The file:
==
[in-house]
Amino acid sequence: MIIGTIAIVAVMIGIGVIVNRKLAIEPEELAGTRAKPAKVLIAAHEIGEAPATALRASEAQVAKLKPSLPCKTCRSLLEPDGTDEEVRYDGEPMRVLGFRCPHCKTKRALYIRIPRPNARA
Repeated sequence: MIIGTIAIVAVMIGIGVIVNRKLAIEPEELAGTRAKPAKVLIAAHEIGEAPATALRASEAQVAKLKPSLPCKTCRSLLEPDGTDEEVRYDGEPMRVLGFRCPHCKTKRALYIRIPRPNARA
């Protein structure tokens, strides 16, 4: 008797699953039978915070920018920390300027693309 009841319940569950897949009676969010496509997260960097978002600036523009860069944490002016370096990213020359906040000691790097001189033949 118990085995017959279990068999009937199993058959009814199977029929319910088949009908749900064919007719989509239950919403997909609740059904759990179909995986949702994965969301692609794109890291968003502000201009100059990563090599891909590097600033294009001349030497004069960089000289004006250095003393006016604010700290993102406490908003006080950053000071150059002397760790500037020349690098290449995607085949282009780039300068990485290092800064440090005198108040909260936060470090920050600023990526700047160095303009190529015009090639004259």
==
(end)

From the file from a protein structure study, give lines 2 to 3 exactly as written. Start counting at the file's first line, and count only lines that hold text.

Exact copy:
Amino acid sequence: MIIGTIAIVAVMIGIGVIVNRKLAIEPEELAGTRAKPAKVLIAAHEIGEAPATALRASEAQVAKLKPSLPCKTCRSLLEPDGTDEEVRYDGEPMRVLGFRCPHCKTKRALYIRIPRPNARA
Repeated sequence: MIIGTIAIVAVMIGIGVIVNRKLAIEPEELAGTRAKPAKVLIAAHEIGEAPATALRASEAQVAKLKPSLPCKTCRSLLEPDGTDEEVRYDGEPMRVLGFRCPHCKTKRALYIRIPRPNARA